From the Presidents message to Congress of the 24th January last, concerning the affairs of this City, and also from Conversations which I had with some of the Members of the Committee to whom that Message was referred, I had no doubt that the Act of Congress, passed in consequence thereof, entitled “ An Act concerning the City of Washington ” was intended to be retrospective to the 1st. June...
In answer to your Letter of the 16th Instant I have the honor to inform you that, altho’ I have attended the Office constantly, and used my utmost endeavors, since my appointment as Superintendant, to raise money by sales of the public Lots to discharge the claims against the City, I have not been able to sell but one Lot, for which I could not get more than $350, about one half the price...
On the reciept of the enclosed, I went down to the road to see what Mr King meant, when I found that a foot way round the wall similar to that at the north west fronts of the Presidents square; & some other work on the road, was in hand and nearly half done by order of Mr Latrobe—. Although what is doing and what I was informed is ordered to be done by M: L. will be a convenience, as well to...
T Munroe has had the honor of recieving the Presidents note of this morning and will conform strictly to the directions therein given—To save the president the trouble of examining the Acts of Congress when he takes the subject into consideration T. M. begs leave to refer to the Act of 1t. May 1802 Abolishing the Board of Comrs. Section 5 , page 126. as the president says in his note he does...
T Munroe presents his most respectful Compliments to the President, and thinks it necessary to apologize or assign as an excuse for troubling him about Mr Davidsons letter of yesterday to state that, altho’ he, T M, well recollects having recd. for perusal a writing containing the Result of the Presidents consideration of sundry cases relative to the plan of the City, which embraced Mr. D.s....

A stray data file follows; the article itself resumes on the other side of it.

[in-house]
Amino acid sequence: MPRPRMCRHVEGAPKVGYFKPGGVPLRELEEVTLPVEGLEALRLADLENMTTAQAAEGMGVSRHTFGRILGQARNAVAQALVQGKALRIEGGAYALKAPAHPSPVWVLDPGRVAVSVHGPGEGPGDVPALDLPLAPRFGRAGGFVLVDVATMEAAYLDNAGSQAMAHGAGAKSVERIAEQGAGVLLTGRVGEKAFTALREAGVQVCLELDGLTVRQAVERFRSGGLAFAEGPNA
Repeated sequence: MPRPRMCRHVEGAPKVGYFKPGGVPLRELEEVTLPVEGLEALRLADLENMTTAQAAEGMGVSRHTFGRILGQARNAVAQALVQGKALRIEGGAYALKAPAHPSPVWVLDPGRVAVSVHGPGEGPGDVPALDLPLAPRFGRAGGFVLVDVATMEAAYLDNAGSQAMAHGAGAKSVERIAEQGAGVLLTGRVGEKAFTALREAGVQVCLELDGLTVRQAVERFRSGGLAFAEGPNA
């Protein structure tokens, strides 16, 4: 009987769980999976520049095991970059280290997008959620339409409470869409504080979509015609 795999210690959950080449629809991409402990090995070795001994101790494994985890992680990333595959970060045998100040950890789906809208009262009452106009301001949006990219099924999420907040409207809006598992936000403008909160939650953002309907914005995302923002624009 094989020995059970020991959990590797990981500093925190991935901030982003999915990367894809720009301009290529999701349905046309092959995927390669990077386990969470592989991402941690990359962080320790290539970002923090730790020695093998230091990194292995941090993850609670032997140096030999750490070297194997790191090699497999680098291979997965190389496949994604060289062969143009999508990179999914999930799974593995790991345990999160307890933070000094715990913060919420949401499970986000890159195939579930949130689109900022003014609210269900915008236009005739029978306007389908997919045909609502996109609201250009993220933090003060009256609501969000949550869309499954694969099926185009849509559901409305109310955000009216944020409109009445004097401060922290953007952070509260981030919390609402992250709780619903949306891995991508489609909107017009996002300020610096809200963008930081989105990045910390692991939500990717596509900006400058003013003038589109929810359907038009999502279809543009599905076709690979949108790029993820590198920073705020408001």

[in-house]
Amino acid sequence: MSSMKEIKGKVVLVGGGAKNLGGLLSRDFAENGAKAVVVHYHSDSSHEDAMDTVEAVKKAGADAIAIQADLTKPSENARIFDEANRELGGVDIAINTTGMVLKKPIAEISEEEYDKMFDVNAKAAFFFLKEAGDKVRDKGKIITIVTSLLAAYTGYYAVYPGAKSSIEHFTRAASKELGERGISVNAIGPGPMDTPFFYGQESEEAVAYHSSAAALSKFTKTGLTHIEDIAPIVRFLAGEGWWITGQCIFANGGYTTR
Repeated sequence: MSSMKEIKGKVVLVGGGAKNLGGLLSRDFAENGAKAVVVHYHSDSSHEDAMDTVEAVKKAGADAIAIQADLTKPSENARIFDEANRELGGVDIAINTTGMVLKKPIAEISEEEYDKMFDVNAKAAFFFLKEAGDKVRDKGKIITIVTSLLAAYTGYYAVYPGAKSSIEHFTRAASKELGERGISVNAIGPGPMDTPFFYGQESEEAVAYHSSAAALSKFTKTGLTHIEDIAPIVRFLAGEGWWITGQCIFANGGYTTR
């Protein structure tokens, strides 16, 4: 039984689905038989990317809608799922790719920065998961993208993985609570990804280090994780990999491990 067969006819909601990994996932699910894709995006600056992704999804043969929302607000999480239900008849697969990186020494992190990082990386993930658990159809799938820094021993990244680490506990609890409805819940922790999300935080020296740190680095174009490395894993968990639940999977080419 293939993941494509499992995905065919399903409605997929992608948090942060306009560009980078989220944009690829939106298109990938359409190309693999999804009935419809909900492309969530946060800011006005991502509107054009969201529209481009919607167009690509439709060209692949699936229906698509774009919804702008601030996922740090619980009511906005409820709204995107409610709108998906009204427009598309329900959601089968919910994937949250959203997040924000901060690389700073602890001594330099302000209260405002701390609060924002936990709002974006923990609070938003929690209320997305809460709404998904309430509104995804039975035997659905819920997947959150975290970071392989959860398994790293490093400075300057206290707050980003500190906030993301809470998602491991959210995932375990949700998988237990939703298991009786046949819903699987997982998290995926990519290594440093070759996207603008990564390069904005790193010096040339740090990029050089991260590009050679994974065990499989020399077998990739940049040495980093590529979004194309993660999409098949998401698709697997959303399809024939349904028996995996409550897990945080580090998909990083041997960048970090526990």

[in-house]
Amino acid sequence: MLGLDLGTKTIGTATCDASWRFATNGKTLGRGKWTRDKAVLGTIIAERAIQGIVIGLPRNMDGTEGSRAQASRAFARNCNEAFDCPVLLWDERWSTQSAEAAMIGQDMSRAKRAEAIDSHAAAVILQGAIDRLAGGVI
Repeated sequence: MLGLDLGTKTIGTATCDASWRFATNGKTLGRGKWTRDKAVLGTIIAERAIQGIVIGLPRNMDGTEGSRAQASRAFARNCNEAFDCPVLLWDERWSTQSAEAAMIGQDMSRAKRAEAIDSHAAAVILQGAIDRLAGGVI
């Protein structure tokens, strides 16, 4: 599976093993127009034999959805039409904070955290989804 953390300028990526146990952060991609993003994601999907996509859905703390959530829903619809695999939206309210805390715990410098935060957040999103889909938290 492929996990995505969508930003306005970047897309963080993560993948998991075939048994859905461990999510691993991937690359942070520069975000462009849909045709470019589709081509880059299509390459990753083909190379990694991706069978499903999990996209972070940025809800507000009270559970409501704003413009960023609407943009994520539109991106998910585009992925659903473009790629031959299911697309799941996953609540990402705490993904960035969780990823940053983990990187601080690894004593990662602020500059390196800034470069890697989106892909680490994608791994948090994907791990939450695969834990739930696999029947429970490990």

The enclosed papers were put into my hands by a Mr Hall, the person therein named, with a request that they might be laid before you.— Mr. H, says this step was suggested to him, as proper, by several members of Congress who have told him they will give their aid in any plan for the improvement of the public grounds which you may approve, & deem it necessary for Congress to take orders in; but...
Two Drafts amounting to between 5 & 6 thousand dollars for sheet iron, pig lead &c, bought by Mr Latrobe at Philadelphia & Baltimore were unexpectedly presented this forenoon, and after paying them I find my stock of Cash is reduced to about 1,700$ which makes it necessary to trouble you for another warrant by the return post. I have the honor to enclose a blank one for your signature & also a...